The Monster Pipe collects stormwater runoff from as much as 3 miles away from its discharge point into Half Mile Creek, a tributary of the Silver River. The goal of the retrofit is to meet Florida’s water quality management standards prior to discharge, since the system was built before these standards were established. A number of Working Group agencies are collaborating to design and construct a major stormwater retrofit to correct this problem.

The retrofit is complex and is still in the planning stage, and funding is not complete. There are five separate surfacewater drainage basins that contribute runoff to the Monster Pipe. The upper four basins are located in the City of Ocala, which has purchased some land with some funding from a legislative appropriation and SJRWMD. Marion County will be using water quality restoration funds from the Florida DEP for Basin 5, the lowest in the chain, which includes the final discharge point into Half Mile Creek. The Basin 5 treatment area will be located on Florida Greenways and Trails land. View the SR 40 Stormwater Retrofit Map (PDf).

Marion County Completes Water Resources Assessment and Management Study
The county that is home to 3 first-magnitude springs initiated this work in 2004 at the direction of the County Commission and in light of questions over how future population growth will affect public water supplies. The health of springs, wetlands and lakes is one of the many pressures that must be balanced as Marion County looks 50 years into the future. The final report was presented on May 8, 2007 and can be viewed at the WRAMS website.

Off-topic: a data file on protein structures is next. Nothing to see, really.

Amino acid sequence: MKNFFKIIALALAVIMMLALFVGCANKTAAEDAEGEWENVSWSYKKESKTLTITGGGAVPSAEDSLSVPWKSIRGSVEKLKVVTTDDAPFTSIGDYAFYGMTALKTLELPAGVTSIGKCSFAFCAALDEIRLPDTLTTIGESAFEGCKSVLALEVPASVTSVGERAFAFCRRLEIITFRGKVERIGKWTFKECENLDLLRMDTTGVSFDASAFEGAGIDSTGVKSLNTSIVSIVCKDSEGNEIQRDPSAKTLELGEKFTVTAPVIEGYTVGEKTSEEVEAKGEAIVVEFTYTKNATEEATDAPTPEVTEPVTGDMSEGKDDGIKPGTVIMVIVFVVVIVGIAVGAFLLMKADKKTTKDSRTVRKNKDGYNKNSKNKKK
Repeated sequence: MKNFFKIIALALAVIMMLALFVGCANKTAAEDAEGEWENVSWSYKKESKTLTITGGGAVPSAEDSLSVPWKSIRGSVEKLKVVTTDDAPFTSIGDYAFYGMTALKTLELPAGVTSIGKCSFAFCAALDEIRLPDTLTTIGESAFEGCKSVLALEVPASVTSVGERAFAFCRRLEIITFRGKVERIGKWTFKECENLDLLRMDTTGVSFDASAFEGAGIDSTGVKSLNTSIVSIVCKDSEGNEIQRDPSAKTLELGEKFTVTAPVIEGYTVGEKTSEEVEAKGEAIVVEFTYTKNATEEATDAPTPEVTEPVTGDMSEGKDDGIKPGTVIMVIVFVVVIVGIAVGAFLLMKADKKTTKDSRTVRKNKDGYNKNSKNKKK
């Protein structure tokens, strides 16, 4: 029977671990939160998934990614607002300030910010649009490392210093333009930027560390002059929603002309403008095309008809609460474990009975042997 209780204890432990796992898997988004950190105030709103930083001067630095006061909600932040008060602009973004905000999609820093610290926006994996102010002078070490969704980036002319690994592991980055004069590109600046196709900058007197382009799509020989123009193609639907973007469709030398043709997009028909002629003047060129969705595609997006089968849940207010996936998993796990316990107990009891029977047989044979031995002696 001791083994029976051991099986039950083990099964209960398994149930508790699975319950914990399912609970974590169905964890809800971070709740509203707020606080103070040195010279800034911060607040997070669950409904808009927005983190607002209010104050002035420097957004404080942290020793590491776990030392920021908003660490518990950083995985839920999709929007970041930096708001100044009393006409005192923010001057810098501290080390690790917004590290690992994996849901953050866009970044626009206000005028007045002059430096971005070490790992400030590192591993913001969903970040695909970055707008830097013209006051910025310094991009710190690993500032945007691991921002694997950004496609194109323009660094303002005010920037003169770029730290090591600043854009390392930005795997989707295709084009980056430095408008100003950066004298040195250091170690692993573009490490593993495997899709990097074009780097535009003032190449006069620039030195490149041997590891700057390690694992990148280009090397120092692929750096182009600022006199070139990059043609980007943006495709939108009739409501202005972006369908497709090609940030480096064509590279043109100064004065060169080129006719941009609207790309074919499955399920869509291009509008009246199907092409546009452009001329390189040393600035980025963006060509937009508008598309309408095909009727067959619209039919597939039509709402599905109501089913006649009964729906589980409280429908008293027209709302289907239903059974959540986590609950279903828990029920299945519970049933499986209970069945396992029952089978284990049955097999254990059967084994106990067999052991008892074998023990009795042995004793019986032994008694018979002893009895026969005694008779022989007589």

50-Year Retrospective Study of Silver Springs
This study was a collaborative effort between the St. Johns River Water Management District and the Florida Department of Environmental Protection. The final report is available on the St. Johns River Water Management District website; check the menu item labelled Publications.

Some major findings:
  • The overall structure and function of Silver Springs appears similar to qualitative observations from the 1950’s and 1970’s.